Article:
High oil prices may be impacting some consumer spending, but when it comes to weekend getaways, most people are biting the bullet and paying more for gas and airfare to get to places where they can recharge their batteries, if only for a few days.
That means weekend destinations continue to be not only a strong segment of overall travel writing, but also an emerging media category in its own right. "So many people go back to work Monday morning, and when people ask what they did during the weekend, they say, 'Nothing much,'" explains Barbara Peck, deputy editor of Weekend magazine. "So we give ideas on where to go, along with a range of places to stay when they're there."
Peck says only part of Weekend is devoted to travel - the rest targets home activities - but adds that early reader surveys found consumers are actively looking for fun and easy destinations. "We're really a women's lifestyle outlet with a focus on travel and so we want good value, but also destinations that are memorable and will stick in your mind," she says. "We try to have travel to every corner of the country, so there's something for everybody."
Leslie Cohen, EVP with Laura Davidson Public Relations, says that along with value and amenities, weekend travel pitches need to stress the ease in getting to and from a destination.
"Transportation is really important because you don't want to spend half your time getting to a place," she says. "So you want to highlight non-stop flights."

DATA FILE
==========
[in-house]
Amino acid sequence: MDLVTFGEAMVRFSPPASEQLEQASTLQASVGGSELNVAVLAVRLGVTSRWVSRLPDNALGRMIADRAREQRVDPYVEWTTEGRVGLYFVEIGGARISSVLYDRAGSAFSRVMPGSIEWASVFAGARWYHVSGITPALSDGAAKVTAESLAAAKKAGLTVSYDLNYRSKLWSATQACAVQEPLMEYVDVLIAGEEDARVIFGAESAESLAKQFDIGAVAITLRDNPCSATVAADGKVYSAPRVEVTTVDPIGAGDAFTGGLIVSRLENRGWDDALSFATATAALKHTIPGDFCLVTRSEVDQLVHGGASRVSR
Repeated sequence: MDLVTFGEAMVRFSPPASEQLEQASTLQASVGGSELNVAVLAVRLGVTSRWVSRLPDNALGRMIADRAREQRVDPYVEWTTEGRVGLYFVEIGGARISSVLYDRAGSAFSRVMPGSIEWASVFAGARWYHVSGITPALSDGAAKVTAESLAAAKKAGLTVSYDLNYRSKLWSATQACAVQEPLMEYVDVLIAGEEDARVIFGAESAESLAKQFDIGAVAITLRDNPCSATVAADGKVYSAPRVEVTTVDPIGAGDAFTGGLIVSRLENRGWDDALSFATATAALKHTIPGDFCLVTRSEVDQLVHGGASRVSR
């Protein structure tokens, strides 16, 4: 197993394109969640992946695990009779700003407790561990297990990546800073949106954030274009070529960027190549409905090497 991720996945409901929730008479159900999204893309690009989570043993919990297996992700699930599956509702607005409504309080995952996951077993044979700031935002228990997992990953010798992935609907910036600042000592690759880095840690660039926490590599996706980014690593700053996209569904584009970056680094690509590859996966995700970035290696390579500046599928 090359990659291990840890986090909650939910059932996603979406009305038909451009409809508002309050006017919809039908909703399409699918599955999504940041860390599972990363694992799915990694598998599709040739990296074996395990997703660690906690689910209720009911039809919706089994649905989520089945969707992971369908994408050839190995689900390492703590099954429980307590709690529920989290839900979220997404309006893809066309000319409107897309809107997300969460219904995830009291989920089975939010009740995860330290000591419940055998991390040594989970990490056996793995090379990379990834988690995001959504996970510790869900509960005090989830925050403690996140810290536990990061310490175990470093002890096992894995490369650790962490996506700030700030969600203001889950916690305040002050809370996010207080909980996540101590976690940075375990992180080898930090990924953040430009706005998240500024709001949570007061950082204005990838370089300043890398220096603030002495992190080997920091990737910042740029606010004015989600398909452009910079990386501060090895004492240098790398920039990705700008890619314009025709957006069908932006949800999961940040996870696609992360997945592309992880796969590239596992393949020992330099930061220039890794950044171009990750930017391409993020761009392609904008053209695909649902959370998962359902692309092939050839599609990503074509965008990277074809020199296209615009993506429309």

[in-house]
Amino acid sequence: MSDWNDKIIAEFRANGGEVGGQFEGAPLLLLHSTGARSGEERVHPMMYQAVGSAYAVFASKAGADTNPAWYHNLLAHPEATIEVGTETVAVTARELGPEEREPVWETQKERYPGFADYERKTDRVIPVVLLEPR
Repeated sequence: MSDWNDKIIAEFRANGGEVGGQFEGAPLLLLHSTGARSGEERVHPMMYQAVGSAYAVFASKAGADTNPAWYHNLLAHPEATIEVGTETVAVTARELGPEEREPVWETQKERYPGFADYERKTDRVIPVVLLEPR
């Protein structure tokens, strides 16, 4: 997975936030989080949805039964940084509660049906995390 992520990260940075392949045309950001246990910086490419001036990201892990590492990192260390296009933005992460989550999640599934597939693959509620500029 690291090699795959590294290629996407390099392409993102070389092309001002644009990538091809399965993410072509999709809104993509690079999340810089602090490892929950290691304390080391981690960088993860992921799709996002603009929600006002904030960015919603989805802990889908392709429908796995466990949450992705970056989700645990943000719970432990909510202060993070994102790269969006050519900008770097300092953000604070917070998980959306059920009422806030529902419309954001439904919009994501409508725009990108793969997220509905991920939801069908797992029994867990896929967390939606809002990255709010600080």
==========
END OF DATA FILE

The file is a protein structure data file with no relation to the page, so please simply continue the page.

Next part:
She adds that weekend-destination writing is usually done by the same reporters who do the "Two weeks in Europe" feature. But, she notes, "A lot of travel sections have somebody focused on last-minute values, so that does give you another person to pitch."
As far as trends in coverage, Michelle Abril, SAE with Quinn & Co., says she's seeing more stories on business travelers extending their trips through the weekend. She also notes the need to vary your pitch depending on the season.
"During the summer and school holidays, there's more interest in family weekends," she says, "so you need to stress the kid-friendly activities at a destination."
When it comes to regional coverage, Mack Bradley, SVP with the St. Louis-based Vandiver Group, points out that in addition to newspaper travel sections, there are plenty of standard lifestyle outlets interested in weekend destinations.
"Magazines like Southern Living devote a fair amount of space to these stories," he says. "A lot of these outlets use freelancers and stringers, so you can pitch them along with the travel editor."
PITCHING... Weekend Destinations
Women often drive weekend travel choices, so keep that in mind in pitching titles like Weekend or Girlfriend Getaways
Like most travel stories, weekend destinations need great art. Look at consumer travel titles to identify their photographers, and try to sign one up for a day rate
Highlight the ease in getting there as much as the value when positioning a destination for an ideal weekend getaway